Weeping over the coffin of slain Iranian Gen. Qasem Soleimani, killed in a U.S. drone strike in Baghdad, Iran's supreme leader vowed severe revenge on America, echoing the anger of more than a million mourners in the streets of Tehran.
"Harsh revenge" awaited the "criminals" who killed Soleimani, Ayatollah Ali Khamenei declared. The U.S. assassination of Soleimani, the leader of Iran's elite Quds force, the foreign arm of its Islamic Revolutionary Guard Corps, has prompted "13 revenge scenarios," Iran's Supreme National Security Council secretary announced Tuesday.
"Even if there is consensus on the weakest scenario, carrying it out can be a historic nightmare for the Americans," Ali Shamkhani said.
And the world appears to be taking it seriously: Markets fell on the news and money is moving into safe havens like gold in the face of potentially greater conflict in the Middle East. The U.S. Department of Homeland Security has warned of "homeland-based plots" against infrastructure targets including cyberattacks by Iranian proxies like Lebanese militant group Hezbollah.
"The Trump administration has essentially thrown a hand grenade into already extremely tense region," Ellie Geranmayeh, a senior policy fellow at the European Council on Foreign Relations, told CNBC. "This move has exposed every American boot on the ground to a possible retaliatory attack."
Soleimani's killing followed the storming of the American Embassy in Baghdad by Iran-backed Iraqi Shiite militias in the last week of December, reportedly at the Soleimani's direction. The violent demonstration was prompted by U.S. airstrikes that killed 25 of those militia members in retaliation for the group's launch of rockets that killed an American contractor on Dec. 28. Washington has called on all U.S. citizens in Iraq to leave the country immediately, and it's sending 3,500 additional troops to the region.
But as speculation mounts over Iran's next moves, analysts say Tehran does not want to provoke an actual war with the U.S. despite it calls for vengeance.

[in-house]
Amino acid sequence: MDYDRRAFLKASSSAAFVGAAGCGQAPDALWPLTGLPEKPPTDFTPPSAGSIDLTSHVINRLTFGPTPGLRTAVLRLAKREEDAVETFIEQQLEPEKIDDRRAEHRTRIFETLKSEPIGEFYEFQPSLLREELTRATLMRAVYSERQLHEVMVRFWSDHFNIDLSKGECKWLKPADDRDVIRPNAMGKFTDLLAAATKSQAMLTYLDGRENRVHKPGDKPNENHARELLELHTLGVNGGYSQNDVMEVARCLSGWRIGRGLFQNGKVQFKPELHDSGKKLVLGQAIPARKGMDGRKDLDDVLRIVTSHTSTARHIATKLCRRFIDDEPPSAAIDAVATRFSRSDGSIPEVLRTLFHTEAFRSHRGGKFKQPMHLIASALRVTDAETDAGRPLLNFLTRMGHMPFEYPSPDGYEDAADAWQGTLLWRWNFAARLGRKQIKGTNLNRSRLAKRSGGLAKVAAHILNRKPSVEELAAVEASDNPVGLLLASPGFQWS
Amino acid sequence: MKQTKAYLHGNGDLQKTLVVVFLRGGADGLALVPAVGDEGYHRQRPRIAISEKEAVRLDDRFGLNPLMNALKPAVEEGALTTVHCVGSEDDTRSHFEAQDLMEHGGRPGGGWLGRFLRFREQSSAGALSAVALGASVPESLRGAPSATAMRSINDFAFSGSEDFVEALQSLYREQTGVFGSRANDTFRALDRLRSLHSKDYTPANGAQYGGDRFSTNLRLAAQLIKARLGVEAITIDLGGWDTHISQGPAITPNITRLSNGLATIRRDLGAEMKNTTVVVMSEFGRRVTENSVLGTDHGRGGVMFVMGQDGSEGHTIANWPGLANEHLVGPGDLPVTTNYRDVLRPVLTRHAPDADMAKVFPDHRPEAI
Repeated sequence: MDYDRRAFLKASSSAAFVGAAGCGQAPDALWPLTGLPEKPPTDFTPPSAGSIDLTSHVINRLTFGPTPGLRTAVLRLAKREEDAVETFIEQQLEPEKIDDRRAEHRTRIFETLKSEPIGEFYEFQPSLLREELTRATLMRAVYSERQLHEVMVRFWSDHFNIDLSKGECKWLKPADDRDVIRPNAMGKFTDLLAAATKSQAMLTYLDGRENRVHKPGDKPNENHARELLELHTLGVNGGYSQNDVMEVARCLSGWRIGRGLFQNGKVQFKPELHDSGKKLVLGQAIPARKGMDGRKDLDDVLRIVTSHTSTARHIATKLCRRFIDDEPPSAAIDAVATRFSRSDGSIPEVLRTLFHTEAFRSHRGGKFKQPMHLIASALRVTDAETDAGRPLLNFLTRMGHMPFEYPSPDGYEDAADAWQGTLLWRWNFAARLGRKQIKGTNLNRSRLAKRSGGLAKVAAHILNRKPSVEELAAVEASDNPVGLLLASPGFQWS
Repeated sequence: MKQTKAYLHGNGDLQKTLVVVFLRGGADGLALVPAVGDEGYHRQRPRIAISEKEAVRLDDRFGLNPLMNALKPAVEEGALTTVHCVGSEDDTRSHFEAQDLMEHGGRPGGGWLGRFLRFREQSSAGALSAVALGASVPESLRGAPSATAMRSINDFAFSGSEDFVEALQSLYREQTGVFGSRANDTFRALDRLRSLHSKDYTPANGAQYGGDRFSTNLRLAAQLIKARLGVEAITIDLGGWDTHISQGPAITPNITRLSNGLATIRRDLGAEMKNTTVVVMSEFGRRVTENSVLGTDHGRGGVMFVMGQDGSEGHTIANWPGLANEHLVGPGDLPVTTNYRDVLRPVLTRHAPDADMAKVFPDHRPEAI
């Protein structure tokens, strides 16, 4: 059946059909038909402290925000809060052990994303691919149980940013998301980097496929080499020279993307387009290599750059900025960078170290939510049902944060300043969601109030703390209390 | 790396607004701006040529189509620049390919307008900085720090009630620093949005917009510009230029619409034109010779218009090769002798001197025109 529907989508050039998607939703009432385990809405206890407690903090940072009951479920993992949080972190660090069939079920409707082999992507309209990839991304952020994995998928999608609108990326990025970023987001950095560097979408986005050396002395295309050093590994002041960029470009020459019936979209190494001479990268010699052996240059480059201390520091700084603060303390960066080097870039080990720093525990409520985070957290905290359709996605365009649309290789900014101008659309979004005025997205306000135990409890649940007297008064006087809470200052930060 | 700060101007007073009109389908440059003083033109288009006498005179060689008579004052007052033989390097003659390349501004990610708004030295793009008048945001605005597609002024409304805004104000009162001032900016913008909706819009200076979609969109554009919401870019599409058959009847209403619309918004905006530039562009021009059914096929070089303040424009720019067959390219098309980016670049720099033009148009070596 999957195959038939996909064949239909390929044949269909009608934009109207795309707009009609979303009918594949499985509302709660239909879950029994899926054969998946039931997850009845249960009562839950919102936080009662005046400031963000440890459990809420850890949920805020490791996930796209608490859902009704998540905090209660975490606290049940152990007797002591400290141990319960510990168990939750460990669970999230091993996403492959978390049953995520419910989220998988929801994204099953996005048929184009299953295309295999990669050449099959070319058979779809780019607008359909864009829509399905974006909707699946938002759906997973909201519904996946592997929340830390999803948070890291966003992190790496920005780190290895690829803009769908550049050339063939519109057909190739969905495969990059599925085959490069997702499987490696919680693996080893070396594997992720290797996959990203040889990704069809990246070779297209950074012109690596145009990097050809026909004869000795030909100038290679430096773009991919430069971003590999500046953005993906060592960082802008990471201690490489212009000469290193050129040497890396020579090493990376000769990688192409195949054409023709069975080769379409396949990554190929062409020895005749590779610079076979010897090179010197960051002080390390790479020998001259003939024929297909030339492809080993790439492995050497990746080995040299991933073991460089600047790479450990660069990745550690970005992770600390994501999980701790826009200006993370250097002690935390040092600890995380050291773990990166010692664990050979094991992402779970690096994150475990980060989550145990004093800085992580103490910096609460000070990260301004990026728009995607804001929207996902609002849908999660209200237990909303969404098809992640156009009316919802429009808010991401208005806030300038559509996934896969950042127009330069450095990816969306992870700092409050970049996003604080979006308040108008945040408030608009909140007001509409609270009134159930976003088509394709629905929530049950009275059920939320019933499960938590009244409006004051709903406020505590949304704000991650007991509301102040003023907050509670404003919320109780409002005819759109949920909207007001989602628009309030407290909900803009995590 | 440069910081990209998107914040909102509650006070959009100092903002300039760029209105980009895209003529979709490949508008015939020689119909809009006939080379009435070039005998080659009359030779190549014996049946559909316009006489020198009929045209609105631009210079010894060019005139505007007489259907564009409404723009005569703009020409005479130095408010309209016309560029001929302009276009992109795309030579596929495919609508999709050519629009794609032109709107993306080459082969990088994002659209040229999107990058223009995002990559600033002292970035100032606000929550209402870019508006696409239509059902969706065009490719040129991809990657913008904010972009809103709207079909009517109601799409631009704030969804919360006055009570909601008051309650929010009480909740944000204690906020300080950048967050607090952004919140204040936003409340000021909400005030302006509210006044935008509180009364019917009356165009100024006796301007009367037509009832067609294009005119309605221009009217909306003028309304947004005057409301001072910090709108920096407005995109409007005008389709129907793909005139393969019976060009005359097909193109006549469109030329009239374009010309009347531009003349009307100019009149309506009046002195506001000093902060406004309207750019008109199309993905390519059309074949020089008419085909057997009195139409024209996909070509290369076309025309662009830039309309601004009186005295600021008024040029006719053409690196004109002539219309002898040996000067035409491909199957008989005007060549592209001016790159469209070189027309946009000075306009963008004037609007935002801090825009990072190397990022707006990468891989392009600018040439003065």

Iran "will still try to avoid provoking an all-out war, but it will be challenging for them to retaliate in a way that allows them domestically to save face without at the same time triggering some sort of military response," Aniseh Tabrizi, a Middle East research fellow and Iran expert at London's Royal United Services Institute, told CNBC on Monday. She noted that with an economy buckling under American sanctions and a military far less equipped than that of the U.S., the country is not in the position economically or militarily to fight a conventional war.
The drone strike on Soleimani on Friday (late Thursday ET) was a blow to Iran — not just because the general was revered across much of the country for his role in leading Iran's regional expansion and resistance against the U.S., but also because it now completely upends Iran's calculations in terms of prospects for U.S. military confrontation, Tabrizi said.
Khamenei "has to respond in a way which is pretty forceful or else they risk losing face," Karim Sadjadpour, a Carnegie Endowment senior fellow, told CNBC's "Squawk Box" on Monday. "But with the erraticness of Trump, they have to be very careful how they respond," he said, describing the supreme ayatollah's approach as "calibrated."
"Iran's responses could come across a spectrum of measures, whether that's on the Middle East or on its nuclear program, or through covert direct actions like cyberattacks on U.S. territory," Geranmayeh said, highlighting the risk of attacks in third-country territory like Iraq and noting that Iran and the U.S. are practically neighbors in their theaters of operation in Syria, Iraq and Afghanistan.
Former CIA acting director John McLaughlin issued the same warning, writing in intelligence newsletter the Cipher Brief: "Iran will retaliate in some major way and probably turn loose its proxies such as the terrorist wing of Hezbollah and its militias in Iraq and Syria."
Iran's cyber capabilities have increased rapidly in recent years, and while the state has never been publicly tied to an attack on industrial control systems, cybersecurity professionals warn it is likely working to develop those capabilities. Iranian hackers have already carried out destructive digital attacks, paralyzing computer networks around the Middle East like Saudi Arabia's state oil giant Aramco in 2012 and hitting several U.S. targets, including banks, a dam and a major Vegas casino.